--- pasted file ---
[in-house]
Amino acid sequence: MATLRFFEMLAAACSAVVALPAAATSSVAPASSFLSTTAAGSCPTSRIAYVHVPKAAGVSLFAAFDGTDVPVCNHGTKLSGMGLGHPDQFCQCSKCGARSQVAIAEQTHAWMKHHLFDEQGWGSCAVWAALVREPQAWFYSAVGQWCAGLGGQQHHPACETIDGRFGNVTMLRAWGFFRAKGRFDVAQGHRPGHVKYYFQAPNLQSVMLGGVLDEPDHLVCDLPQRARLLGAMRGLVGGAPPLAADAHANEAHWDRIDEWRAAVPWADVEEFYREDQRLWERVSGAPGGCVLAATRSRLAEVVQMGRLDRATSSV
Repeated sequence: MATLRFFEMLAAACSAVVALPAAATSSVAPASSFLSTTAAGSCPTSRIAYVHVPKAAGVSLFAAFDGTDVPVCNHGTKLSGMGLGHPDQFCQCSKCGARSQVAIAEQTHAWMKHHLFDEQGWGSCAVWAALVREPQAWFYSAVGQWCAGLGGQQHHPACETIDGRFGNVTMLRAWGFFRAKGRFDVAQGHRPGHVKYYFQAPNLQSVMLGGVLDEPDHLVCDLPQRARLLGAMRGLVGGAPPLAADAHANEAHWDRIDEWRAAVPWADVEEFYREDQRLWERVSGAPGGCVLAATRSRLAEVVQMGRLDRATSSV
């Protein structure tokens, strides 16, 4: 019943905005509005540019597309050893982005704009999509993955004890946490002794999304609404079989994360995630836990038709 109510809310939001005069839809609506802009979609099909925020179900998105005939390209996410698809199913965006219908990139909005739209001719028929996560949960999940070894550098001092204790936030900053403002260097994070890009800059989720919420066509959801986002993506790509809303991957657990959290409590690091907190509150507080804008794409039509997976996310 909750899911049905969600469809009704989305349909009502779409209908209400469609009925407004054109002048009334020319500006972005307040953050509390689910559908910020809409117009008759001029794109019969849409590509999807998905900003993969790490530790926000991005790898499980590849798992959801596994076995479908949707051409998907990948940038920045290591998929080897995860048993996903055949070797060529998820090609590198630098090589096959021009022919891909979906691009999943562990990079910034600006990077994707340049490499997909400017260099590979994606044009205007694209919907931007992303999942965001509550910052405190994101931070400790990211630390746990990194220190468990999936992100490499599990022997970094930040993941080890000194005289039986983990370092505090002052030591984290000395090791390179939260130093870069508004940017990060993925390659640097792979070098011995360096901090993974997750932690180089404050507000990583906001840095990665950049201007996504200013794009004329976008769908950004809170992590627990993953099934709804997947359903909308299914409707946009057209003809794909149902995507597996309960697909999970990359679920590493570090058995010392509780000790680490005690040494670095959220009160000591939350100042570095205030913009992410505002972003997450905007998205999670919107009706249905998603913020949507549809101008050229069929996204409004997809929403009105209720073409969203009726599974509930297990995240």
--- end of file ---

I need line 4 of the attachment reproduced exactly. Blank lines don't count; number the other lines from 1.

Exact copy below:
């Protein structure tokens, strides 16, 4: 019943905005509005540019597309050893982005704009999509993955004890946490002794999304609404079989994360995630836990038709 109510809310939001005069839809609506802009979609099909925020179900998105005939390209996410698809199913965006219908990139909005739209001719028929996560949960999940070894550098001092204790936030900053403002260097994070890009800059989720919420066509959801986002993506790509809303991957657990959290409590690091907190509150507080804008794409039509997976996310 909750899911049905969600469809009704989305349909009502779409209908209400469609009925407004054109002048009334020319500006972005307040953050509390689910559908910020809409117009008759001029794109019969849409590509999807998905900003993969790490530790926000991005790898499980590849798992959801596994076995479908949707051409998907990948940038920045290591998929080897995860048993996903055949070797060529998820090609590198630098090589096959021009022919891909979906691009999943562990990079910034600006990077994707340049490499997909400017260099590979994606044009205007694209919907931007992303999942965001509550910052405190994101931070400790990211630390746990990194220190468990999936992100490499599990022997970094930040993941080890000194005289039986983990370092505090002052030591984290000395090791390179939260130093870069508004940017990060993925390659640097792979070098011995360096901090993974997750932690180089404050507000990583906001840095990665950049201007996504200013794009004329976008769908950004809170992590627990993953099934709804997947359903909308299914409707946009057209003809794909149902995507597996309960697909999970990359679920590493570090058995010392509780000790680490005690040494670095959220009160000591939350100042570095205030913009992410505002972003997450905007998205999670919107009706249905998603913020949507549809101008050229069929996204409004997809929403009105209720073409969203009726599974509930297990995240």